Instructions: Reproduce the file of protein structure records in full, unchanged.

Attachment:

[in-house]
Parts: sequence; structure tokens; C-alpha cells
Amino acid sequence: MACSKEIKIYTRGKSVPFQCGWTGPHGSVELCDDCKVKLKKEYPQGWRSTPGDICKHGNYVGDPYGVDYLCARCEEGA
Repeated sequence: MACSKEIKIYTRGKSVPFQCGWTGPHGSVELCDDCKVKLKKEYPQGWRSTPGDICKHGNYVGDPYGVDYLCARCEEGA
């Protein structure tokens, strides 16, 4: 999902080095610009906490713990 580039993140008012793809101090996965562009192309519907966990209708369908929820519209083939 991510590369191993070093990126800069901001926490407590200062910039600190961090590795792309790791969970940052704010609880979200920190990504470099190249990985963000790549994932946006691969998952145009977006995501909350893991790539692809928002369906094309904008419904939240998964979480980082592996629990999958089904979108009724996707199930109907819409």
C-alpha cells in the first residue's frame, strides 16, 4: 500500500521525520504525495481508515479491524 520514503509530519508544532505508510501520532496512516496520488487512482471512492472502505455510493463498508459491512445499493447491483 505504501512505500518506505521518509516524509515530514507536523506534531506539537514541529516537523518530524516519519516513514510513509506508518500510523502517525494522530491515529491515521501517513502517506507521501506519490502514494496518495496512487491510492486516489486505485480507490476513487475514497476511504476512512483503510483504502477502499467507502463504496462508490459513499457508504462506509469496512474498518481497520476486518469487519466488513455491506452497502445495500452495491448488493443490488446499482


[in-house]
Parts: sequence; structure tokens; C-alpha cells
Amino acid sequence: MACSKEIKIYTRGKSVPFQCGWTGPHGSVELCDDCKVKLKKEYPQGWRSTPGDICKHGNYVGDPYGVDYLCARCEEGA
Repeated sequence: MACSKEIKIYTRGKSVPFQCGWTGPHGSVELCDDCKVKLKKEYPQGWRSTPGDICKHGNYVGDPYGVDYLCARCEEGA
């Protein structure tokens, strides 16, 4: 999902080095610009906490713990 580039993140008012793809101090996965562009192309519907966990209708369908929820519209083939 991510590369191993070093990126800069901001926490407590200062910039600190961090590795792309790791969970940052704010609880979200920190990504470099190249990985963000790549994932946006691969998952145009977006995501909350893991790539692809928002369906094309904008419904939240998964979480980082592996629990999958089904979108009724996707199930109907819409």
C-alpha cells in the first residue's frame, strides 16, 4: 500500500521525520504525495481508515479491524 520514503509530519508544532505508510501520532496512516496520488487512482471512492472502505455510493463498508459491512445499493447491483 505504501512505500518506505521518509516524509515530514507536523506534531506539537514541529516537523518530524516519519516513514510513509506508518500510523502517525494522530491515529491515521501517513502517506507521501506519490502514494496518495496512487491510492486516489486505485480507490476513487475514497476511504476512512483503510483504502477502499467507502463504496462508490459513499457508504462506509469496512474498518481497520476486518469487519466488513455491506452497502445495500452495491448488493443490488446499482